(This article belongs to the Special Issue Advances and Challenges in Hydropower)
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24 pages, 16320 KiB  
Article
Extreme Pressures and Risk of Cavitation in Steeply Sloping Stepped Spillways of Large Dams
by Jorge Matos, Carolina Kuhn Novakoski, Rute Ferla, Marcelo Giulian Marques, Mauricio Dai Prá, Alba Valéria Brandão Canellas and Eder Daniel Teixeira
Water 2022, 14(3), 306; https://doi.org/10.3390/w14030306 - 20 Jan 2022
Cited by 7 | Viewed by 2841
Abstract
Stepped spillways have been increasingly used to handle flood releases from large dams associated with hydropower plants, and it is important to evaluate the fluctuating pressure field on the steps. Hydraulic model investigations were conducted on three 53° (1V:0.75H) sloping and relatively large-stepped [...] Read more.
Stepped spillways have been increasingly used to handle flood releases from large dams associated with hydropower plants, and it is important to evaluate the fluctuating pressure field on the steps. Hydraulic model investigations were conducted on three 53° (1V:0.75H) sloping and relatively large-stepped chutes to characterize the mean, fluctuating, and extreme pressures acting on the most critical regions of the step faces, near their outer edges. The pressure development along the chutes is presented, generally indicating an increase of the modulus of pressure coefficients up to the vicinity of the point of inception of air entrainment, and a decrease further downstream. The extreme pressure coefficients along the spillway are fitted by an empirical formula, and the critical conditions potentially leading to cavitation on prototypes are calculated. The correlation between the cavitation index and the friction factor is also applied for predicting the onset of cavitation on prototypes, and the results are compared with the pressure data-based method. Generally, the results obtained from those methods yield typical values for the cavitation index in the vicinity of the point of inception, varying approximately from 0.8 to 0.6, respectively. In light of these results, maximum unit discharges of about 15–20 m2/s are considered advisable on 53° sloping large-stepped spillways without artificial aeration, for step heights ranging from 0.6 to 1.2 m. For much higher unit discharges, a considerable reach of the spillway may potentially be prone to the risk of cavitation damage. Full article
(This article belongs to the Special Issue Advances and Challenges in Hydropower)
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22 pages, 19016 KiB  
Article
Assessing Visual Preferences of the Local Public for Environmental Mitigation Measures of Hydropower Impacts—Does Point-of-View Location Make a Difference?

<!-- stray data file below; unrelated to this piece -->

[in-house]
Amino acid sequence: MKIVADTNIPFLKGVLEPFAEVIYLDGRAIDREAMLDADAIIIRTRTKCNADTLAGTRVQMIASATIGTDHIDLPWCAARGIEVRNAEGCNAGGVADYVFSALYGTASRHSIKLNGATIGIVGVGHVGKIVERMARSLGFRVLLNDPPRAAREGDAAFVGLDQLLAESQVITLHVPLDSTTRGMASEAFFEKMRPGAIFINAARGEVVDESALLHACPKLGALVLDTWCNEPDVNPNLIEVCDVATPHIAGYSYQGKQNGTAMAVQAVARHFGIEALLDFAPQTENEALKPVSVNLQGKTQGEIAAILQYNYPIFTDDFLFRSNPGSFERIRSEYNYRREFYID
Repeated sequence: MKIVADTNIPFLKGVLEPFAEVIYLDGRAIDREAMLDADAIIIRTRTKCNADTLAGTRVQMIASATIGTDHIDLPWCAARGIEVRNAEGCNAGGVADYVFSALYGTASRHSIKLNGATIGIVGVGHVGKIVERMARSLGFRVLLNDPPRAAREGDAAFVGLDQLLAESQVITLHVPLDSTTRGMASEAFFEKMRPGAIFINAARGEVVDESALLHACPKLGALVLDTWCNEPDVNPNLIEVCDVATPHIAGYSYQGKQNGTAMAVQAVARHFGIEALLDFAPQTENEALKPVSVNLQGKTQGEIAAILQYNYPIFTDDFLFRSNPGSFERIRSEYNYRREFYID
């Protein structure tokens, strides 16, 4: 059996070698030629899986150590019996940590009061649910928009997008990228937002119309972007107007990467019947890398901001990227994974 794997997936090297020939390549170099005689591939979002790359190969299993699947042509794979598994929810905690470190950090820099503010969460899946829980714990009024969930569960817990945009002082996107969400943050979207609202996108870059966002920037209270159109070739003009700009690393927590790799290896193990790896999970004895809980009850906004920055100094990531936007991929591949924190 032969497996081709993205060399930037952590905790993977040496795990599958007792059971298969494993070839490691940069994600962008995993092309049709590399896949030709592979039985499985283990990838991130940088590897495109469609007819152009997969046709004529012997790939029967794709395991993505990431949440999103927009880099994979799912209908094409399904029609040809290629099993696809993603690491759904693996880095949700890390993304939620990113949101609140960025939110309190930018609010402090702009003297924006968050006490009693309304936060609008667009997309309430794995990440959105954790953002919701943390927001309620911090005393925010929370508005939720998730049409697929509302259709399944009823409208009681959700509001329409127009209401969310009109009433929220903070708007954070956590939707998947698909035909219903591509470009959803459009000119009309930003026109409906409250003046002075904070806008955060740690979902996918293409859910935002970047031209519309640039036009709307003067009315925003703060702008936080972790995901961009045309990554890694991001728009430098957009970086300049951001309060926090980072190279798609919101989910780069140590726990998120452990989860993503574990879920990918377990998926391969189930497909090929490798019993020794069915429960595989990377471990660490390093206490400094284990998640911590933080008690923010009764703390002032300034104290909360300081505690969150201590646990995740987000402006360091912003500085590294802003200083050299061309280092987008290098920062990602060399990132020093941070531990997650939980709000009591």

by Berit Junker-Köhler and Håkon Sundt
Water 2021, 13(21), 2985; https://doi.org/10.3390/w13212985 - 22 Oct 2021
Cited by 1 | Viewed by 1963
Abstract
Hydropower is a highly appreciated climate-friendly source of energy production. However, it has non-negligible negative impacts on the environment and landscape aesthetics where the energy is produced, affecting the recreational interests of the public using the respective local river spaces. The preferences of [...] Read more.
Hydropower is a highly appreciated climate-friendly source of energy production. However, it has non-negligible negative impacts on the environment and landscape aesthetics where the energy is produced, affecting the recreational interests of the public using the respective local river spaces. The preferences of the local public are increasingly assessed and involved in the planning of mitigation measures for impacted rivers. Aesthetic assessment methods using a common user perspective, i.e., an “on-the-ground” perspective, could potentially be improved by using an aerial perspective facilitated by modern drone technology. Studies on the compatibility of these two perspectives of assessment in terms of public preference elicitation are lacking so far. In river Nea, Norway, we conducted a quantitative analysis of the visual preferences of the local public for different environmental mitigation measures related to weirs, minimum flow, and recreational infrastructure using both perspectives. The results indicate that there exist significant differences in the preferences for scenarios based on the two different visual perspectives, and that a compatibility between them cannot be assumed and therefore requires further investigation. Finally, based on our study setup and previous experience, we outline and propose a standardized procedure for the visualization of mitigation measures as an input to environmental design projects where public perception is incorporated. Full article
(This article belongs to the Special Issue Advances and Challenges in Hydropower)